Concentrated Solar Power (CSP) uses heliostat mirrors to direct sunlight onto a central collector where heat is converted to electric power. CSP has a significant potential cost advantage over photovoltaics, mirror area being less expensive than photocells.
However, this advantage is offset by the sturdy heliostat construction required for maintaining alignment during daily temperature changes, wind forcing, etc. A long-term goal in CSP is to reduce construction costs to about 50 US-dollars per square meter of mirror area.
Heliostat capital expense could be reduced considerably by light construction relying on closed-loop feedback instead of absolute mechanical stability. There are multiple proposals for such feedback, but none to-date reach all of the following performance goals:
- working simultaneously for all (typically about 10000) heliostats
- being non-disruptive to heliostat operation
- measuring the concentrated sunlight on target, not only deviations
- based on the sunlight itself, i.e., not requiring secondary alignment
- live with feedback delays on the scale of seconds or less to account for wind forces and thermal distortions of optical paths
The present invention will do all that; it is based on the use of multiple corner-cube retro-reflectors (retros) positioned in front of the sunlight collector. These return multiple samples of the sunlight reflected by each heliostat to assess the footprint of light on the collector. Due to the nature of retro-reflectors, each segment mirror of each heliostat receives samples of only its 'own' light.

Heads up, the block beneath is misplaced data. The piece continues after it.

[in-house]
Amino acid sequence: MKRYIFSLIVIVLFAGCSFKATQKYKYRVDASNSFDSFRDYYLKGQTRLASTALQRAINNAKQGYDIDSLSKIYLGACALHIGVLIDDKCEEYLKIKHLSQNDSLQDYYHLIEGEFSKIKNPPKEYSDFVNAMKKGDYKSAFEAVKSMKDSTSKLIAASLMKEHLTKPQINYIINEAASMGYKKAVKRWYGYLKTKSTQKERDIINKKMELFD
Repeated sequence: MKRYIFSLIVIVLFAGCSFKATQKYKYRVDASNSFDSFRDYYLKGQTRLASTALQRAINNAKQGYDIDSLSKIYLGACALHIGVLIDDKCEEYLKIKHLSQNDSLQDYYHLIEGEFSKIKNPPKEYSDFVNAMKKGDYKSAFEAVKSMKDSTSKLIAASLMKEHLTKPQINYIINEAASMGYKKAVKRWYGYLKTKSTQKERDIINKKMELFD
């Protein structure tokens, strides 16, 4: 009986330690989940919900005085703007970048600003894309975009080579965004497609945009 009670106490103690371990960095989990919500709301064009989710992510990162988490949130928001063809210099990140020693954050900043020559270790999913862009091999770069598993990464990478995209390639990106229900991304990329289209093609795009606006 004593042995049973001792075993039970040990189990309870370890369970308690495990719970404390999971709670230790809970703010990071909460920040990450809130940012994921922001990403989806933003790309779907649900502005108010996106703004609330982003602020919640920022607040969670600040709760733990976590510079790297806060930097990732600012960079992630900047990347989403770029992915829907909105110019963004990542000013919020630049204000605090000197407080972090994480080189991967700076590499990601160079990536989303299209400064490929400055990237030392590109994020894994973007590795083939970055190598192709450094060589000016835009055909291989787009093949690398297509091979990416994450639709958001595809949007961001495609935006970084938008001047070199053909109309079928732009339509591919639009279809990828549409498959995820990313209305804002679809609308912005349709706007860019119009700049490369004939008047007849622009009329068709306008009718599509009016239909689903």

In order to distinguish the samples taken by multiple retros from each other, and to even see the retro-reflected light on the background of the brightly lit collector, the reflectivity of each retro is modulated at a unique frequency.
A major challenge is the need for the retros to withstand the intense heat near the collector. The present invention does so by making the retros, including their mounts, out of pure quartz glass, which can safely operate at temperatures up to about 1150 deg. C and can withstand severe temperature shocks. The glass only minimally absorbs the incident sunlight. It is heated mainly by infrared radiation from the collector, which may be at up to about 1500C but subtends only a limited solid angle, as seen from the retro.
Modulation of the reflectivity is achieved by spinning each retro about an axis perpendicular to its optical axis, the shaft being a quartz-glass tube. As long as light from a heliostat hits the entrance face of a retro, it will be exactly back-reflected regardless of the detailed orientation; when the retro is facing away from a heliostat, there is no reflection. Thus, on-off reflectivity modulation is achieved.
Value proposition: Keeping all heliostats under closed-loop control with seconds-scale reaction times allows a much lighter construction, thus cutting cost. It also allows tighter concentration of sunlight to
reach temperatures of 1500C suitable for direct hydrogen generation in addition to electric power. Furthermore, the irradiation-power density on the collector may be controlled in detail for maximum efficiency.
Patent pending; a concept demonstrator is currently being tested.